Note that it does no good for declarer to duck ©K when it is led. East will cash §A and play a second heart. Declarer wins and plays trumps: Q, K, A, J. But now he cannot get back to dummy. However, as Kowalski spotted he did have a chance to make.
After winning the ace of trumps he must play a heart. West wins and plays a club, but now East is end-played into conceding an entry for the trump finesse.
This reveals a flaw in Delmouly's defence. He should have cashed §A before making the switch to ©K - then declarer cannot succeed. And guess what, that is exactly how Helgemo defended against Freeman after the same start.
Freeman won the heart switch, began trumps by playing ¨Q, K, A, J, but when he tried to get back to dummy with a club, Helgemo ruffed, put his partner in with the ©Q and received a second ruff. Two off!
The other defenders on the shortlist were:
Piotr Tuszynski in a Polish League match reported by Ryszard Kielczewski (Bulletin 395 page 16); Pal Haga at Norway's Easter Tournament, reported by Knut Kjaernsrod (Bulletin 400 page 12); Larissa Panina at the Aachen Mixed Teams reported by Michael Rosenblum (Bulletin 400 page 14); Tor Helness & Geir Helgemo at the Cap Gemini Pairs (Bulletin 397 page 15)
Sylvie Willard & Gerard Tissot (France)
From the European Mixed Pairs in Aachen (Bulletin 400, page 9-10)
The first session of the Pair final saw this brilliantly concise solution to reaching the best spot on board 23, found by Gerrard Tissot and Sylvie Willard of France.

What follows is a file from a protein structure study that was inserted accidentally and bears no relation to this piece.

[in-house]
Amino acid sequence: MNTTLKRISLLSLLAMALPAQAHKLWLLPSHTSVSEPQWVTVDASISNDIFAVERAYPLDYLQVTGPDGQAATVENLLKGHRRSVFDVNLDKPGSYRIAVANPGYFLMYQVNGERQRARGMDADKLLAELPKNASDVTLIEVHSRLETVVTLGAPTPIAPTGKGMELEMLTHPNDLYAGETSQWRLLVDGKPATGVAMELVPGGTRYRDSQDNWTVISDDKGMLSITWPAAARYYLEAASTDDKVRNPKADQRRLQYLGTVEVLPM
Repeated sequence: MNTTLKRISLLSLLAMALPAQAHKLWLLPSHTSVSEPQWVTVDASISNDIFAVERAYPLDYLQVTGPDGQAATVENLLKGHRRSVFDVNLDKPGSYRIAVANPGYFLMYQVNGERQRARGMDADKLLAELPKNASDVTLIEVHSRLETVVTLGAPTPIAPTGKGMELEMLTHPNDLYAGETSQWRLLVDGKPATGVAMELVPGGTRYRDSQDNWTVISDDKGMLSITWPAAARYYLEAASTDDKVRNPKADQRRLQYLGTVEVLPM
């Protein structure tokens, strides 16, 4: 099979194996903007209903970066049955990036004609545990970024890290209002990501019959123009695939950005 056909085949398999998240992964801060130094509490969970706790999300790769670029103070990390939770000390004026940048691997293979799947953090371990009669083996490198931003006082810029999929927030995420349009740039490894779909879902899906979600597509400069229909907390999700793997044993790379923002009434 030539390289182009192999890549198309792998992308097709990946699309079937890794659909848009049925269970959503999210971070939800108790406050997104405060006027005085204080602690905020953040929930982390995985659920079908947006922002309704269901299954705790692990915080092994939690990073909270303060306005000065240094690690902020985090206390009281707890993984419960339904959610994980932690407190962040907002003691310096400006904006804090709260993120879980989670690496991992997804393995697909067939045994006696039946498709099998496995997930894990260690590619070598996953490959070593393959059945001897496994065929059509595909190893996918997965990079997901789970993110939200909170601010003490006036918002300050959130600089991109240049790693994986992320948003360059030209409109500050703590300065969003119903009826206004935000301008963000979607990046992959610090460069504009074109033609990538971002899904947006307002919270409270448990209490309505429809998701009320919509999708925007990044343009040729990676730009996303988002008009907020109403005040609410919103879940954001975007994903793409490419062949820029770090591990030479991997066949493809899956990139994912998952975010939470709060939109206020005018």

Tissot (West) and Willard bid:
1© - 2ª - 5NT - 7NT - Pass
How did Sylvie Willard come up with the winning bid so quickly? As 5NT was a grand slam try asking for the top trumps she knew her partner must have the ace of diamonds and a void in clubs. So surely he would have at least six hearts leaded by the ace-king. In which case she could count 13 top tricks in notrumps.
The other auctions which made the shortlist were:
Leigh Gold & Jamie Ebery reported by Jim Borin (Bull 397 pg 12); George Rosenkranz & Eddie Wold (Bull 396 pg 5); Piotr Gawrys & Marcin Lesniewski reported by Eric Kokish (Bull 398 pg 6); Christian Mari & Alain Levy (Bull 395 pg 12)
Igor Grzejdziak (Poland)
From the European Junior Teams (Bulletin 403 page 3)
The Vugraph match between Norway & Poland was mostly a one-way affair in favour of the Vikings, but on Board 10 the capacity crowd saw a beautiful deceptive play by Igor Grejdziak.
In the Closed Room Kristoffersen for Norway opened 1© as South, and shortly thereafter West was on lead against 4©. He chose ªJ which enabled South to play the suit for no loser.
In the Open Room South opened 1§ (Polish) and Grzejdziak (North) bid 1©. South bid 2© and 4© concluded the auction. However, this time East was on lead, and Saur chose ª8. It is impossible, I think, for anyone to find a legitimate winning line. But Grzejdziak found an excellent deceptive play that made it really difficult for East to find the right defence. At trick one the play went ª8,4,2,3!
Cashing §A could have been a disaster with another layout, so Saur continued with ª6. North took West's jack with the ace, played three rounds of hearts, and later finessed in spades and threw a club loser on the fourth spade. A club ruff made a total of 10 tricks thanks to a very imaginative deception!
The other players to make the short list were:
Bas Tammens, 14, at the Amsterdam Youth Club reported by Marten Schollaardt (Bulletin 397, page 16); Leigh Gold at the Australian Youth Teams, reported by Ron Klinger (Bulletin 398, page 5); Boye Brogeland at the European Junior Teams (see this Bulletin); Freddi Brondum at the European Junior Teams, reported by Morten Lund Madsen (see this Bulletin).
Open Pairs F1,
Ladies Pairs F1, F2
Senior Pairs F1, F2
IMP Pairs F1, F2
Société Générale Open
The IBPA Annual Awards
When a Negative can be Positive
Squeeze Time in the Zonal Pairs
|Return to Top of page||To Front Page|